E. coli and M. tuberculosis SmpB proteins were overexpressed in the IW764 strain. E. coli cells were incubated at 30°C and protein expression was induced in the mid-log phase following standard protocols. Proteins were extracted with the lysis buffer containing 100 mM sodium phosphate, 10 mM Tris, 8 M urea (pH 8.0) and purified on Ni2+-NTA-agarose (Qiagen) under denaturing conditions and dialyzed against the storage buffer containing 50 mM MES-KOH (pH 6.5), 200 mM KCl, 5 mM 2-mercaptoethanol and 10% glycerol. This procedure yields His-tagged SmpB proteins that are >95% pure.

Synthesis and purification of chimeric tmRNAs

Plasmid ptmR with the ssrA gene derivatives under control of the T7 promoter was linearized with restriction enzyme Bst NI and used as a template for the in vitro synthesis of chimeric tmRNAs as described earlier [10]. TmRNA transcripts were purified on RNeasy mini-spin columns according to instructions provided by the manufacturer (Qiagen). The integrity of the transcripts was tested by electrophoresis on a denaturing 5% polyacrylamide gel.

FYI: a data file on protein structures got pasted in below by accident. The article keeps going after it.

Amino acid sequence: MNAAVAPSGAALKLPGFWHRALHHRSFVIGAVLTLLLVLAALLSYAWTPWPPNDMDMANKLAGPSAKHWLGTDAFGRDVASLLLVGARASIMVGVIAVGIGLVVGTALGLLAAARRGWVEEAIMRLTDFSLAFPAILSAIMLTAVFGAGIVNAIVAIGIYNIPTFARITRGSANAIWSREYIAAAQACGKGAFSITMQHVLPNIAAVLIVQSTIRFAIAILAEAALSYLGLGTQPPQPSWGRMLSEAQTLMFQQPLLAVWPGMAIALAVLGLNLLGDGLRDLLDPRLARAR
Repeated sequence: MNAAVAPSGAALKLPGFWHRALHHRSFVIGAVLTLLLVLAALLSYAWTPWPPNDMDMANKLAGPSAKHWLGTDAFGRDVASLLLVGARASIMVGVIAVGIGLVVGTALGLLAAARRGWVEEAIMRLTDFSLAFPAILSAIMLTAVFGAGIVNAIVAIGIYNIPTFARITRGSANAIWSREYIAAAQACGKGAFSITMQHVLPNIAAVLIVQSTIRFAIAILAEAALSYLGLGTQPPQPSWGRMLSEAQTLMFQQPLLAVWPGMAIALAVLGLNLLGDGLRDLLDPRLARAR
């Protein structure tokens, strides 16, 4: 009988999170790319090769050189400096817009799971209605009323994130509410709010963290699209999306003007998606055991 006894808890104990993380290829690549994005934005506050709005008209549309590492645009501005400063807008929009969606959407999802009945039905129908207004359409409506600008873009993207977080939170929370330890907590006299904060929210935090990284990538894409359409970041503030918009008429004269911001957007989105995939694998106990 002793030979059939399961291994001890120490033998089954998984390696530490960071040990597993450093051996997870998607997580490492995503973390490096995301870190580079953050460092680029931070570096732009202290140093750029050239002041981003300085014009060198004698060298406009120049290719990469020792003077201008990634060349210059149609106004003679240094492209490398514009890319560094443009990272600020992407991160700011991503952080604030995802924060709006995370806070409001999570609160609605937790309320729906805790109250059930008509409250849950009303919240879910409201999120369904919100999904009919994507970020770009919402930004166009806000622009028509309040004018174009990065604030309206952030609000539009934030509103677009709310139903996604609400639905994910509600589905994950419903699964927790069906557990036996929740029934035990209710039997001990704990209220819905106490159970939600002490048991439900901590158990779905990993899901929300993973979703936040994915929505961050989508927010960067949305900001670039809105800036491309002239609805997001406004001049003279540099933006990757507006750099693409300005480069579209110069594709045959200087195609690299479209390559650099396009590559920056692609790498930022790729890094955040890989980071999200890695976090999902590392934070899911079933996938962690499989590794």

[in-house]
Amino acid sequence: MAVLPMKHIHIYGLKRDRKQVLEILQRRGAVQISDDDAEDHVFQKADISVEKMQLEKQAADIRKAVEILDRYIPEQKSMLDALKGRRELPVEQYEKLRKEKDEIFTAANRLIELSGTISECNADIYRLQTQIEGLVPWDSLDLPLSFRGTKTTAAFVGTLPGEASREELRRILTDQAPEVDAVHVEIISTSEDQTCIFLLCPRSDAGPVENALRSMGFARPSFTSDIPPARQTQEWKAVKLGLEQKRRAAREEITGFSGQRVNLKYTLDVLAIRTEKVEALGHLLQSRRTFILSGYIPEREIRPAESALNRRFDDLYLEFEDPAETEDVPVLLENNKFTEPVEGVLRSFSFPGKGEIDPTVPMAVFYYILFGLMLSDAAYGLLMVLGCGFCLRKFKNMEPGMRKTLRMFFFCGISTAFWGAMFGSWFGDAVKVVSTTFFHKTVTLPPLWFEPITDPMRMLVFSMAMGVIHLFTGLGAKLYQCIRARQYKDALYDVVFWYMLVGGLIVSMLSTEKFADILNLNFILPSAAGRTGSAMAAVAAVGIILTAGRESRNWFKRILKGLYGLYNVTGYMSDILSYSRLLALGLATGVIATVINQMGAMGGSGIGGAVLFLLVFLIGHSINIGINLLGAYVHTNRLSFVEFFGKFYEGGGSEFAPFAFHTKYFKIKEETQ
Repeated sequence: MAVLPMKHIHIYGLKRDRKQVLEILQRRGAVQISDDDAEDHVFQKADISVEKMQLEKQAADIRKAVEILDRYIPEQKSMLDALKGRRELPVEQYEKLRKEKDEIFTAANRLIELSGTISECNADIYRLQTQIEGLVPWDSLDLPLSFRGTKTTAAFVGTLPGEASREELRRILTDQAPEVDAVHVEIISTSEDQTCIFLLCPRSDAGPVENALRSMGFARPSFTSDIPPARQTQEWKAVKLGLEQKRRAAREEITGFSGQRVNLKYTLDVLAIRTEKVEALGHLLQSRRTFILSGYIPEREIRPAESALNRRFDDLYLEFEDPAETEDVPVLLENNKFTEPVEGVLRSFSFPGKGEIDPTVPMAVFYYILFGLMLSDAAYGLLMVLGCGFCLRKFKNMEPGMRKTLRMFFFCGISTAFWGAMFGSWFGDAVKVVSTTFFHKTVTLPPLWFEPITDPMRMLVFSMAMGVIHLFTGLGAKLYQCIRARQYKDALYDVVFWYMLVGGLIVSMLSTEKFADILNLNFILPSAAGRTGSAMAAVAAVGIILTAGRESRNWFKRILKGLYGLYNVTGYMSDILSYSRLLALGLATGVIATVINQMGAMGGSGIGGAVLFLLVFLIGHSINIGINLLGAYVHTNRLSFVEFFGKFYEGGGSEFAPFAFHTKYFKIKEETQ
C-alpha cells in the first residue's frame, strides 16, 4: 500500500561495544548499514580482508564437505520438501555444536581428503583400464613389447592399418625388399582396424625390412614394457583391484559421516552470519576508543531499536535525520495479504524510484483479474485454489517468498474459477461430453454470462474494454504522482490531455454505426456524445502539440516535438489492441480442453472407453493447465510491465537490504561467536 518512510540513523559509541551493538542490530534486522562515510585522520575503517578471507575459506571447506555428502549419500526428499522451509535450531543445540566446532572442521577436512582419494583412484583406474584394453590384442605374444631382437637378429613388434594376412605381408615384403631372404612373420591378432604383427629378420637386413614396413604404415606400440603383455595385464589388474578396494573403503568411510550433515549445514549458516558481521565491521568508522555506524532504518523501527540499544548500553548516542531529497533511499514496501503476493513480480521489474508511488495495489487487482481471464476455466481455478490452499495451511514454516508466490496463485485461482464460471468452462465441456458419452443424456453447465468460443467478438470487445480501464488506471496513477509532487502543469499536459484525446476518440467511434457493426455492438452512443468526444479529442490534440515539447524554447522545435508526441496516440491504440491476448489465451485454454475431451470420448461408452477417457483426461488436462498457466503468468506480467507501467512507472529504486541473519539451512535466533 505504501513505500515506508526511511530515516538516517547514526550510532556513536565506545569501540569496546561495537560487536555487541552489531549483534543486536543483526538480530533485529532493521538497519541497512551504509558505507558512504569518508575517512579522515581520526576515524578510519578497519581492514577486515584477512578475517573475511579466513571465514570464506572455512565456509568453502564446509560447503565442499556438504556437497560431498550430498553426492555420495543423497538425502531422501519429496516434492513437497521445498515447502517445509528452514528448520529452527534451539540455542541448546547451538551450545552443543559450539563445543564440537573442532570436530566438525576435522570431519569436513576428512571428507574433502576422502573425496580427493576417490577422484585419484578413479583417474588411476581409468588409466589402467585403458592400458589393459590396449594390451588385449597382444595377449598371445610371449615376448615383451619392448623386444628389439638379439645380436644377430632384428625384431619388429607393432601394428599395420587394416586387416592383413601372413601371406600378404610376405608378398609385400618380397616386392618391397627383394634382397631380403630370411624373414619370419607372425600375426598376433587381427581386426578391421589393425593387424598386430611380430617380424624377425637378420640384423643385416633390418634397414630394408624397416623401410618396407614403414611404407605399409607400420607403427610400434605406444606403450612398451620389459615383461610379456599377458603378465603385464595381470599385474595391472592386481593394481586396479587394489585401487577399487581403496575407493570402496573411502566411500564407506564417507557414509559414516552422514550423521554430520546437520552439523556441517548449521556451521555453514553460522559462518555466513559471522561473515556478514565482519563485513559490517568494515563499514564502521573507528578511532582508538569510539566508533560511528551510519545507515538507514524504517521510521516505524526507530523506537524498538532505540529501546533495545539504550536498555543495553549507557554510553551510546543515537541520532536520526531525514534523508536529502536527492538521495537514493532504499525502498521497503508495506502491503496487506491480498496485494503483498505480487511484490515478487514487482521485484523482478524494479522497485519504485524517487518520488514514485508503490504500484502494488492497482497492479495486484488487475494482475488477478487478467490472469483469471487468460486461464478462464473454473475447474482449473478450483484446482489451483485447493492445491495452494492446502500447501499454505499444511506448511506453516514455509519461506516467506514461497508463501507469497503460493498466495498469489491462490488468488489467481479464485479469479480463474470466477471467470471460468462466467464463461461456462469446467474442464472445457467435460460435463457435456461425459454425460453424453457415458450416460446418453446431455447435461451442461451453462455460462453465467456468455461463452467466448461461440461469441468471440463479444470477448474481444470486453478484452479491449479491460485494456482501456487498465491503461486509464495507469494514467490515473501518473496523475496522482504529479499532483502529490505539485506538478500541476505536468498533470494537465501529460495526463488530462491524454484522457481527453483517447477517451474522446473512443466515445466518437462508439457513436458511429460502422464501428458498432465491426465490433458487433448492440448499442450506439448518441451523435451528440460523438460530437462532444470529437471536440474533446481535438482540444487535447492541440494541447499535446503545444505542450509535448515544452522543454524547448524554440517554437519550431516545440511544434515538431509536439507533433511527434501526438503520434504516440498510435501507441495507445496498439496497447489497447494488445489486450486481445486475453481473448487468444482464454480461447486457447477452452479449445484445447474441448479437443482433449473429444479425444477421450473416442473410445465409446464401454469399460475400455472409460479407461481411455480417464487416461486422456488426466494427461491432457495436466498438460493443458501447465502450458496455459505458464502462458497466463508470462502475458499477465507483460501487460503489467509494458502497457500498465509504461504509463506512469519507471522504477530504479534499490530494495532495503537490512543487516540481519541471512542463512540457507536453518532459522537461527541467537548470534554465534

In vivo tagging assay

To monitor in vivo tagging of chimeric tmRNAs, we modified an earlier described procedure [24]. E. coli IW764 cells were transformed with plasmid pWOW coding for truncated protein L27 under control of T7 promoter and a combination of E. coli or M. tuberculosis SmpB and tmRNA variants under the control of native E.coli promoters. Cells were grown at 37°C in 2xYT broth supplemented with ampicillin (200 mg/mL), chloramphenicol (30 mg/mL) and kanamycin (50 mg/mL). 1 mM IPTG was added when A600 reached 0.3. After additional 3 hours of incubation, cells were collected by low-speed centrifugation. Cell pellets for RNA analysis were flash-frozen and stored at -80°C. Cells for protein analysis were lysed in a SDS-polyacrylamide gel-loading buffer at a concentration of 0.005 A600/μL. 5–10 μL aliquots of lysates were fractionated on a 12.5% SDS/Tricine-polyacrylamide gel and stained with Coomassie Brilliant Blue R-250 (Sigma).